Women and Minorities Discriminated Against by Faculty Mentors in Nationwide Experiment
Posted By Eliana Osborn on January 5, 2016 at 1:14 pm
Wise students reach out to professors to build relationships and receive guidance in their specific field. The mentoring connection can help young people find their way, personally and professionally. That’s why research finding racial and gender bias from professors is so striking.
Here’s what Katherine L. Milkman, Modupe Akinola, and Dolly Chugh did. They sent emails to 6,500 professors across the nation at 250 big name schools. Every professor got the same email, saying that the student was a fan of their work and would like to meet. It was the kind of email college students build up their courage to send all the time, especially as they are choosing graduate or doctoral programs.
What the researchers did was change the name of the student sending the emails. Names were chosen to signal both gender and race, with five races represented: Chinese, Black, Caucasian, Hispanic, and Indian. Some predicted that different disciplines would be biased towards women or minorities as the professors would want to recruit these underrepresented groups into their programs. Others believed professor responses would vary based on their pay or standing at different universities.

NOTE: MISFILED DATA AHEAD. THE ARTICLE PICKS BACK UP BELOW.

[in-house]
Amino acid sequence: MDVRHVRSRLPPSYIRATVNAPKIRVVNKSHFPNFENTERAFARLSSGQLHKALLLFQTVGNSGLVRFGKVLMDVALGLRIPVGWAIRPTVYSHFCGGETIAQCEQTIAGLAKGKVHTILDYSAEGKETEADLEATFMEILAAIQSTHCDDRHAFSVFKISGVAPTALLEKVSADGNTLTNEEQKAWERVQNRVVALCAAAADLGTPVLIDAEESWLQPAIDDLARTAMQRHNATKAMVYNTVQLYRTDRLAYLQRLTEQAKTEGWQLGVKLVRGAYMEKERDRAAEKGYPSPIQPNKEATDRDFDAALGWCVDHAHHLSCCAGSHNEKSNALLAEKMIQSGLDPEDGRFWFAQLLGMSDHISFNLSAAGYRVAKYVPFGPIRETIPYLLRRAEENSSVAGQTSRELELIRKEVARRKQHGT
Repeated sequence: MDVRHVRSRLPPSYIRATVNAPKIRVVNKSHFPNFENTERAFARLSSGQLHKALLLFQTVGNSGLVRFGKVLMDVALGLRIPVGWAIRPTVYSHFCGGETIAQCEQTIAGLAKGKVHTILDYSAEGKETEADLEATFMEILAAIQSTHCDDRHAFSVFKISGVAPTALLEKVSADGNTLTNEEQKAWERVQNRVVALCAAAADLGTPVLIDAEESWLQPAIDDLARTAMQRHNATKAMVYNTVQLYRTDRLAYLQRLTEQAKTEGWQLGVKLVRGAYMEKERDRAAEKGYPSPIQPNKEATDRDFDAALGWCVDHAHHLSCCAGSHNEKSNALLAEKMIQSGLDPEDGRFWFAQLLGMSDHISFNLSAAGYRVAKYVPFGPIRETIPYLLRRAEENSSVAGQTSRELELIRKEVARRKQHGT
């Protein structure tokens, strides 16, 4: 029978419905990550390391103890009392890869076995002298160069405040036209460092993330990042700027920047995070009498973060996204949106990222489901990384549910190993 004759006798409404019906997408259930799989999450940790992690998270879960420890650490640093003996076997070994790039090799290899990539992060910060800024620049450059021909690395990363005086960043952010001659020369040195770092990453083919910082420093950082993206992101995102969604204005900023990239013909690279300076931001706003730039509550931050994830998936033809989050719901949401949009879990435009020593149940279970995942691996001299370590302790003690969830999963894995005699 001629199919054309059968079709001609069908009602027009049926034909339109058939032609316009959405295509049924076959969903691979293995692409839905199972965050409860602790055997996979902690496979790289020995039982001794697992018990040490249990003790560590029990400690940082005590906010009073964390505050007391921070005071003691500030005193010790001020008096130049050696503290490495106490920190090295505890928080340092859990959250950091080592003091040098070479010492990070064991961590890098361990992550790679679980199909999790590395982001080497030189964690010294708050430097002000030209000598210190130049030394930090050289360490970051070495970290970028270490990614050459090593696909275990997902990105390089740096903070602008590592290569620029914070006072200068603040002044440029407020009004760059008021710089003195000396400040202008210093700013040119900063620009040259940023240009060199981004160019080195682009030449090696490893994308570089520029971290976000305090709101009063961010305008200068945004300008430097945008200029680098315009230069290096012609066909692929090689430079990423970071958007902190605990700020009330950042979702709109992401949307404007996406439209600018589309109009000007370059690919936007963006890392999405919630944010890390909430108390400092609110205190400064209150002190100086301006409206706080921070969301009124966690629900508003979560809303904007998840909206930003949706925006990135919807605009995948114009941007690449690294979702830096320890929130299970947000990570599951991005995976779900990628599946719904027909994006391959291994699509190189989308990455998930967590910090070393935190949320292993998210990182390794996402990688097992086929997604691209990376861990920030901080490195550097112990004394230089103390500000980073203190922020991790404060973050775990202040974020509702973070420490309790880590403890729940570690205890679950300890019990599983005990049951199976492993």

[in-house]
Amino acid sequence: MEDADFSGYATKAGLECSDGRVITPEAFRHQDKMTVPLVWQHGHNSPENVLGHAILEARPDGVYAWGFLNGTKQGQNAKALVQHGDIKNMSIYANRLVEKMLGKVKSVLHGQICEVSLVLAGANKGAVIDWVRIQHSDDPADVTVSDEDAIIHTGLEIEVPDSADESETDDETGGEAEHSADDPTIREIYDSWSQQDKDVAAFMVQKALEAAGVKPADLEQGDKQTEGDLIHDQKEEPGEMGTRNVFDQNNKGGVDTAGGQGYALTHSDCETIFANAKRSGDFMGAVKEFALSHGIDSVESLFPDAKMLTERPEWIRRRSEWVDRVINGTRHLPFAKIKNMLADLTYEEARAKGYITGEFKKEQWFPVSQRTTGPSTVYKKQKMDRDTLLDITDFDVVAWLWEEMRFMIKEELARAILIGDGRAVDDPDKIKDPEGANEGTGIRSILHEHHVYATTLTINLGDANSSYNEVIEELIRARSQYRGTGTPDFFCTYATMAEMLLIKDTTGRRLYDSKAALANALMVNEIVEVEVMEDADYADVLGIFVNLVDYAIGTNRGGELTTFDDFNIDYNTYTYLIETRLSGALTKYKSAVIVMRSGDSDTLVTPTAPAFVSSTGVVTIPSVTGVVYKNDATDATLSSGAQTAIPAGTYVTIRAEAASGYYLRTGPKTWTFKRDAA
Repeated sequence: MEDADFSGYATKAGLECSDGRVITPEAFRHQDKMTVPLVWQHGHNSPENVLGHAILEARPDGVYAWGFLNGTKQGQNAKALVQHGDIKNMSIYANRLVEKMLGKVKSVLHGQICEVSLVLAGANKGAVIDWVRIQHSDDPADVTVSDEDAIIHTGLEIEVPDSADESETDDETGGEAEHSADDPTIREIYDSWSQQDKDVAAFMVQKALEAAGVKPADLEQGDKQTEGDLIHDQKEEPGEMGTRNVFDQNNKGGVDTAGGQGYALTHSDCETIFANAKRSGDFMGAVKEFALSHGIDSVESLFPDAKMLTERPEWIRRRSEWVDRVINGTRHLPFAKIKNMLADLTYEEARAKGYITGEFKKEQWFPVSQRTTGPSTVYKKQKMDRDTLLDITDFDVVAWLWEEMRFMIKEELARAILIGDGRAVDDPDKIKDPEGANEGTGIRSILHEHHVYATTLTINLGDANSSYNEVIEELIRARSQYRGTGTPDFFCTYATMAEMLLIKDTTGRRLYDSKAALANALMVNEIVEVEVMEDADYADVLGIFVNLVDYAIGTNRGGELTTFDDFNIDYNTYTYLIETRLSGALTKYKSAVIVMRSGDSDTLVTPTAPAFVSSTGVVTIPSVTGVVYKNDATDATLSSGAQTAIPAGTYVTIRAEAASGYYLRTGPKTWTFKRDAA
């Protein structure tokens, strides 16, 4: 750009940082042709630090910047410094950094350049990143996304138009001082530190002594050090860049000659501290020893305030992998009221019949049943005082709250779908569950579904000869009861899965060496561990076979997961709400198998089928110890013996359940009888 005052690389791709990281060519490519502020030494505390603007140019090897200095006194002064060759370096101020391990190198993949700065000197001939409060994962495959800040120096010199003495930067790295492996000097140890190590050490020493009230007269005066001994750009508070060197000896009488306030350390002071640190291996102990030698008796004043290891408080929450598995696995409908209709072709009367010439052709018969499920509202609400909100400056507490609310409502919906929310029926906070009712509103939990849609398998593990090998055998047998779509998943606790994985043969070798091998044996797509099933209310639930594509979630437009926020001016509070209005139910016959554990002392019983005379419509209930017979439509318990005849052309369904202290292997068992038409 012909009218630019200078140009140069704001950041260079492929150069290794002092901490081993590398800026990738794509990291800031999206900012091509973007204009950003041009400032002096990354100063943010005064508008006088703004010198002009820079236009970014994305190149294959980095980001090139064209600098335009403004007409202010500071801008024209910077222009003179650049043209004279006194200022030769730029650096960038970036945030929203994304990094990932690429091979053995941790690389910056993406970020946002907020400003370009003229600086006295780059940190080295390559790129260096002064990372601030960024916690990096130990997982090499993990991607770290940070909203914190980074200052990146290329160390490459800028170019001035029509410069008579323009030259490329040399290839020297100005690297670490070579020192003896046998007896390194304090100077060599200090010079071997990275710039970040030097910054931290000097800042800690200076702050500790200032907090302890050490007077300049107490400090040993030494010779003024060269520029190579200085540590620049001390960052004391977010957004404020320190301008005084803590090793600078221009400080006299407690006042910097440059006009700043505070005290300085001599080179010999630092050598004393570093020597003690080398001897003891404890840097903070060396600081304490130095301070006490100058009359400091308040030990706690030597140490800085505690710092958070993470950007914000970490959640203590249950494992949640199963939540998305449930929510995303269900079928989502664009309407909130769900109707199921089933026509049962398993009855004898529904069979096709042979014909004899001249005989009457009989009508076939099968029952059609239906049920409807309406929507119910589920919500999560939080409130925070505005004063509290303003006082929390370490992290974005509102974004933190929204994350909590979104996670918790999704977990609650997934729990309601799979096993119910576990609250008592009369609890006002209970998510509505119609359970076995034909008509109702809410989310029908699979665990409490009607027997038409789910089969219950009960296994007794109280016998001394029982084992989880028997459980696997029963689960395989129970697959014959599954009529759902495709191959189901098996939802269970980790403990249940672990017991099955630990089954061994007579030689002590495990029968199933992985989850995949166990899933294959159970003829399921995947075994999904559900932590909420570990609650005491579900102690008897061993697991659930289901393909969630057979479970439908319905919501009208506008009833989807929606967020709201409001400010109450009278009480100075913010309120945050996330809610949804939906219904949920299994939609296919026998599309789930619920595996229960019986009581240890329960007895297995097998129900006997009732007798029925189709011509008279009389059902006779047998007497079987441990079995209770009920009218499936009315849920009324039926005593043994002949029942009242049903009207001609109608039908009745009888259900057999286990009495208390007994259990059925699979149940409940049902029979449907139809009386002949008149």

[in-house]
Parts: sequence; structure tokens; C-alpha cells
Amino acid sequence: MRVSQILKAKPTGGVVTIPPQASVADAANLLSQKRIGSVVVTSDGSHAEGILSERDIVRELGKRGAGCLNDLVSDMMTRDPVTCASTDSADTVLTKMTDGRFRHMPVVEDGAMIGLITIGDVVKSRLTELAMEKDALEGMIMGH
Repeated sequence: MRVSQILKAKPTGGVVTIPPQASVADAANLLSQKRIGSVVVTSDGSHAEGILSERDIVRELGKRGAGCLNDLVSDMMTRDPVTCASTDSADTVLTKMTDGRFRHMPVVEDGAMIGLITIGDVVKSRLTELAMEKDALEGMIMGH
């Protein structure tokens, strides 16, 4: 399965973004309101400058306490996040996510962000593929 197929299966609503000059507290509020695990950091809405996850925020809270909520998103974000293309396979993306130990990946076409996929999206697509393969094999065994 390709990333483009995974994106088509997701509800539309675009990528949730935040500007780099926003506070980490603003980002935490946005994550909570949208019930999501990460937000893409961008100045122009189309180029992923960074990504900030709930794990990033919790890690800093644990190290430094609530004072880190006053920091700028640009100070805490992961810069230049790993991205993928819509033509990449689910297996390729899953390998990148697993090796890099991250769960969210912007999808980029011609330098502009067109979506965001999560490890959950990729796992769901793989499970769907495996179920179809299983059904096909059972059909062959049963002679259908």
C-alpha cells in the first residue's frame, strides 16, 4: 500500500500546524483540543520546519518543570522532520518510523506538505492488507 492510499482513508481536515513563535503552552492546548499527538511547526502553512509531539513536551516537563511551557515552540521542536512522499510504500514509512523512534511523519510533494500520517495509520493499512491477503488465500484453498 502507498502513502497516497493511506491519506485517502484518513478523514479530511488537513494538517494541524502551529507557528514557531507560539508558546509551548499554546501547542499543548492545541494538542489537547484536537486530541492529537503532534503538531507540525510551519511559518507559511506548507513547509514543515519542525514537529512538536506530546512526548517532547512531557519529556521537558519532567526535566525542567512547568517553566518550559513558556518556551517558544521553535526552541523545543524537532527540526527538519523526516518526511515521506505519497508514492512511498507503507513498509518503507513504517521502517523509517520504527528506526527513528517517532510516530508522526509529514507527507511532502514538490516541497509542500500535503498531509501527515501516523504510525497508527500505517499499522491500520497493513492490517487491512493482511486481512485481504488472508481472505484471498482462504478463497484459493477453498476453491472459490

Covering this research for a radio audience, NPR’s Shankar Vedantam explains. “And what they found was there were very large disparities. Women and minorities systematically less likely to get responses from the professors and also less likely to get positive responses from the professors.” Chinese and Indian names were the most discriminated against.
One way colleges and universities have tried to improve diversity in student pools is by hiring more diverse faculty. However, researchers found that professors who were women or minorities themselves did no better at unbiased responses to student emails.
Not all schools or all professors exhibited bias. “Faculty at private schools were significantly more likely to discriminate against women and minorities than faculty at public schools. And faculty in fields that were very lucrative were also more likely to discriminate,” says Vedantam. The worst area? Business schools. Study author Katherine Milkman says they saw a 25 percentage point gap in the response rate to Caucasian males versus women and minorities.
This isn’t the first research to reveal higher education bias; a 2012 study published in PNAS, the Proceedings of the National Academy of Sciences of the United States of America, looked at gender bias by science faculty. Here, faculty rated application materials for a laboratory manager position. Given identical documents, male candidates were rated more highly and better suited for the job.
Students seeking a mentor may be cautious about reaching out via email to unknown professors. Even arranging a casual meeting ahead of time may help faculty feel more connected to a candidate instead of a blind letter. Despite knowing bias exists, there is still no reason to assume the worst in seeking out a mentor. Instead, students may want to find other ways to meet potential mentors in person, tying a real person to the name and making it harder for professors to discriminate based on gender or ethnicity.